In a world where most people share their lives on social media, it can be difficult to navigate the waters of identity because these wireless encounters instantly force comparison. It’s a medium that indirectly compares clothing, lifestyle choices, bodies, and more. However, these implicit comparisons can make it difficult for people to answer the question, “what’s right for me?” And when it comes to deciding whether or not it’s time for treatment, these comparisons can be deadly. Even if social media isn’t the problem, the news, TV shows, and film can fill this gap. Though there may be many fictions and exacerbated dramas intertwined with reality, these interactions can feel real, which again, distorts the truth of personal needs. For example, if Travis questions his drinking habits, but then decides he doesn’t have a drinking problem because he’s learned through the media that alcoholics drink every night, he decides he doesn’t need help because he doesn’t drink every night. Then there’s Brooke. She smokes weed every day, but she believes the narrative that drug addicts only do “hard drugs”. She couldn’t possibly have a problem because she’s not open to the fact she may be masking her feelings and traumas. How did this happen? Both Travis and Brooke were unconsciously conditioned to compare, contrast, and rationalize. Have you ever rationalized your behaviors based on someone else’s life? The concept of a role model or mentor can be a blessing, but if another’s actions suggest restricting treatment or support, individual needs aren’t being honored. Travis may not drink every night, but that doesn’t mean he doesn’t need help. And just because Brooke feels her drug of choice isn’t deadly, it doesn’t mean there aren’t serious implications for her behavior. The moment people honor another person’s narrative over their own, they negate the feelings and experiences they are attempting to process. And by comparing their choices to the behaviors of others, it becomes easy to rationalize negative behavior that could potentially cause future harm. So, what does rock bottom look like? It’s different for everyone, and to see it means taking a long, hard look in the mirror. Brene Brown, a renowned researcher and public speaker, talked about rock bottom in a recent interview. She chose to become sober in 1996, but she didn’t know if she was an alcoholic when she made the choice to attend her first AA meeting. She didn’t lose everything before she chose sobriety, but she woke up to the realization that her behaviors and family bloodline were walking the fine line of addiction. She felt her downfall was a “high bottom.” Brene reminded the audience that becoming sober was right for her. She stopped comparing her situation to the world and made a decision to live a life free of alcohol because she was sick of hangovers and drama and possible tragedy. Whether your bottom is high, low, or somewhere in between, it doesn’t matter. Because if you’re questioning your behaviors/treatment, it’s time to go.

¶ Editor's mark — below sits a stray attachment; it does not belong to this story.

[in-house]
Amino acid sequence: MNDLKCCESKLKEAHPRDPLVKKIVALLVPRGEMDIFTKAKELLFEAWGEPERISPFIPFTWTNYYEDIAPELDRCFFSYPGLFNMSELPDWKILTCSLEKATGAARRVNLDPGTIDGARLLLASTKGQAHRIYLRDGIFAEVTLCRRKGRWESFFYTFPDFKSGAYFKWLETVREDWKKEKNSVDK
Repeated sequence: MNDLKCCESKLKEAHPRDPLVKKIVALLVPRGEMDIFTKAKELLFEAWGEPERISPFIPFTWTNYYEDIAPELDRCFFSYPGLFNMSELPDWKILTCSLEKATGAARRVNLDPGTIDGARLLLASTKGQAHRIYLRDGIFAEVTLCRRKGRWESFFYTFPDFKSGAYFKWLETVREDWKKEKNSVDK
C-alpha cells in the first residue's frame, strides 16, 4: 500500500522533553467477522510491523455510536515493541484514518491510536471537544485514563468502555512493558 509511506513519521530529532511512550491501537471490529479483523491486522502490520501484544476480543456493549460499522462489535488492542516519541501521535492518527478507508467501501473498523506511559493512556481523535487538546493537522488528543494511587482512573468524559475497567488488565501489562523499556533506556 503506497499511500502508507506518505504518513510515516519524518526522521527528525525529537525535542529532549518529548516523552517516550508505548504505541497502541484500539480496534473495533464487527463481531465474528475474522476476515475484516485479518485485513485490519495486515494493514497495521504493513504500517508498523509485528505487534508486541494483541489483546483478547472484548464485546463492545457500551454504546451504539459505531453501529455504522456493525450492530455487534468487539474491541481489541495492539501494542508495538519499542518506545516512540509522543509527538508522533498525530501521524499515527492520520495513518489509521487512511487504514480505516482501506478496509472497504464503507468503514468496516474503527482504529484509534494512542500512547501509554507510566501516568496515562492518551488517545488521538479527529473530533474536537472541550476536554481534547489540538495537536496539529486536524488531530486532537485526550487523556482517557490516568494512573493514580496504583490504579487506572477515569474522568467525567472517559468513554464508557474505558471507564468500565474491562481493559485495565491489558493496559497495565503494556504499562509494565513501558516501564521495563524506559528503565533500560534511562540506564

Is It Time Right Now?
No one can tell you when you need to go. They may suggest it, but if you’re someone that is a functional user or drinker, it can be difficult to navigate muddy waters. Here are some questions to help get you thinking.
- Why do I drink/use?
o Is it to mask pain, anxiety, stress, or something else?
- When do I drink/use?
o Do I drink after work? Do I get excited for the weekend so I can party? o Do I plan my life around using/drinking?
- Are my substance choices harming me financially?
o Do I have to put money aside or dip into debt to continue my habit? Be honest with your answers. They could mean the difference between bettering your life and falling deeper into the pit. Let’s go back to Travis and Brooke. Brooke uses every day when she gets home from work because she “doesn’t want to deal with anything or anyone.” And she spends hundreds a month to feed that behavior. Travis doesn’t drink every night, but he pushes himself to the limit every weekend, causing himself to blackout and wake up next to the toilet. He may not drink every night, but his behavior is scaring his friends and family. What do you think? Only you know, deep down, when it’s time. Your family can force you; your friends can force you; the courts can force you, but until you acknowledge the destructive behaviors you are enacting and recognize the dangers, treatment won’t help. Nothing will change unless you’re willing.
Whether your bottom is high, low, or you’re not sure where you fall, don’t wait until it’s too late. If you use drugs or drink, reach out to Stonewater Adolescent Recovery Center today. We are not here to judge or chide. We are here to get to the root of your addiction and get you safely back to health and wellness. Call Stonewater today at (662) 478-9463 to learn about your options for a clean and sober future.